From Guinness to Craft — A Journey Through Ireland’s Beer Scene 🇨🇮

After a surprisingly successful venture into Iceland’s craft beer scene, we were off to a land that prides itself in its dark beer, smooth whisky and raucous pub life — Ireland.

Everyone knows that when in Ireland, you must visit:

  • The Guinness Storehouse
  • Jameson Whisky Distillery
  • A pub
  • Another pub
  • Probably another pub

So we did.

Mostly on a whim, we found ourselves at the Jameson Whisky Distillery first.

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Technically, the actual distillery is located down south in Midleton, County Cork. But the Bow Street location in Dublin is where the distilling originally happened and where you can now take a tour. We loved the tour! The tour is actually less a walking tour and more a stationary experience. Over the course of 45 minutes we passed through three different rooms where we (1) learned about the history of Jameson, (2) learned about whisky’s ingredients and the distilling process and (3) had a whisky tasting. The whole experience was fantastic. Our guide’s passion and enthusiasm was tangible and contagious, and the use of interactive technology was one of the best we’ve ever seen. The free drink from the bar afterwards was just a bonus. We left far more impressed and having had more fun than we’d anticipated and would highly recommend the Jameson Distillery to any drinking adult visiting Ireland.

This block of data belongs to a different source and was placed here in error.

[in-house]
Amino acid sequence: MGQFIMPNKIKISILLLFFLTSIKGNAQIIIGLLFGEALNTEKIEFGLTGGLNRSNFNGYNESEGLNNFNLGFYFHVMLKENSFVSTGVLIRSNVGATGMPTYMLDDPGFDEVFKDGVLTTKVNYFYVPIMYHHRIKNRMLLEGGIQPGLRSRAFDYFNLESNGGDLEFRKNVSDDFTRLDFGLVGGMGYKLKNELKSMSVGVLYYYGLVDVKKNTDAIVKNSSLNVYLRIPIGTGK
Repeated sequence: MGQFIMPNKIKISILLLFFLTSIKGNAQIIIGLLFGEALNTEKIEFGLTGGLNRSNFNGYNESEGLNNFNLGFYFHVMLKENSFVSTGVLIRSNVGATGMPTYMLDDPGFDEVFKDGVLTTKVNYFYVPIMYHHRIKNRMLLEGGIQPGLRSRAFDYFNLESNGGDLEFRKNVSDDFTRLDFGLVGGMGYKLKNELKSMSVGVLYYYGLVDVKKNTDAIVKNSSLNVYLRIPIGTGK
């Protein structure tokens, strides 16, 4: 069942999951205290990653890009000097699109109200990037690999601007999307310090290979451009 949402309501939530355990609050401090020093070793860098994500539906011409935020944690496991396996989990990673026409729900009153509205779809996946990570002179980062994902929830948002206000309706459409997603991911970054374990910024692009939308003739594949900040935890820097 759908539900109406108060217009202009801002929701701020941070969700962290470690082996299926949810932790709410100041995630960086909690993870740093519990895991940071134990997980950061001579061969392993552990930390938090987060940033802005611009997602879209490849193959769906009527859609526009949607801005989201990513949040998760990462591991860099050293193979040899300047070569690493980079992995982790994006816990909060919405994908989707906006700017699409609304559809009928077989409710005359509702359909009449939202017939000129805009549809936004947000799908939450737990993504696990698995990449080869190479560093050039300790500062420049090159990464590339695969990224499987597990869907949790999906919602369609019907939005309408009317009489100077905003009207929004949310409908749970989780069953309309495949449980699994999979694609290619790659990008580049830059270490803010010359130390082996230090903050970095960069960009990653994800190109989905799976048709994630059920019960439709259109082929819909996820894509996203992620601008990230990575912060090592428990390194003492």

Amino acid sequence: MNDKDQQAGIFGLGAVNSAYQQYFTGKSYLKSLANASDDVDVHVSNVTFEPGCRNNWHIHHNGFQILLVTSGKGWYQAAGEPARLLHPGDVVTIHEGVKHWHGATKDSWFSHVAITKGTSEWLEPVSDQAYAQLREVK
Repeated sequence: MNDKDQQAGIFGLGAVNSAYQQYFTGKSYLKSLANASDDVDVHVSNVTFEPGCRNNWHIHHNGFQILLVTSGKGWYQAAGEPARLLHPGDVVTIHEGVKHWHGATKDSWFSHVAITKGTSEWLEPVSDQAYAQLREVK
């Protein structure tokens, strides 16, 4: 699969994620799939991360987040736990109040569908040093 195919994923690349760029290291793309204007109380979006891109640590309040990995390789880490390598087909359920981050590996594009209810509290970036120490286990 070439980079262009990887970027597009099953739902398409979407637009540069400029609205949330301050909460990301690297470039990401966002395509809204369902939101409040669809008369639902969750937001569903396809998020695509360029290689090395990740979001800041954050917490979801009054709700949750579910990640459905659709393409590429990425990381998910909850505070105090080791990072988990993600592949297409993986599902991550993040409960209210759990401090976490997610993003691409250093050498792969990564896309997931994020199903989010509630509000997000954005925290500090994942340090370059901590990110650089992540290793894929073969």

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Of course, there are plenty of pubs in Dublin to sit down for a beer — and we did — but we also managed to fit in a couple visits to breweries. As far as we can tell, Ireland’s craft beer scene is still catching up a bit to the US’s; as of July 2017, it was still illegal to sell alcohol (beer or liquor) from a brewing/distilling location, though a law being proposed at the time would allow sales between 10am-6pm to customers who had taken a tour of the facility first. Perhaps the laws have changed since then; either way, we didn’t have any issues at either of the two brewpubs we visited.

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We found Urban Brewing in Dublin conveniently located in the same building as EPIC  The Irish Emigration Museum (which proved to be one of the best interactive museums we’ve ever visited. Seriously, Ireland is doing some cool stuff with technology!). Everything about Urban was just that — urban — and we loved it! From the windows and glass ceiling to the hanging lightbulbs and wooden stools and tabletops — everything about Urban created a drinking space that felt modern and trendy.

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Urban features its own rotating list of beers as well as over 200 beers and wines from around the world. We sampled several, including a fantastic barrel-aged sour that even Adam enjoyed, a delicious saison and a lemon verbena IPA that was like nothing we’d ever tried before! Were we not off to the EPIC museum next, we would gladly have spent a lot more time at Urban. So far, Ireland’s craft beer scene was off to a great start!

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The second brewpub we made it to was The Porterhouse in Temple Bar. Temple Bar, we discovered, is actually not a single bar but an entire river-side neighborhood of Dublin filled with bars, restaurants, pubs and tourist-y attractions. The Porterhouse had been recommended to us by an Instagram follower (shout out to @demolitionrob!).

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The beer was good, though service didn’t stand out. What we most loved was the look and feel of Porterhouse — somewhere between a craft brewery and a traditional Irish pub. Musicians played live music in a corner.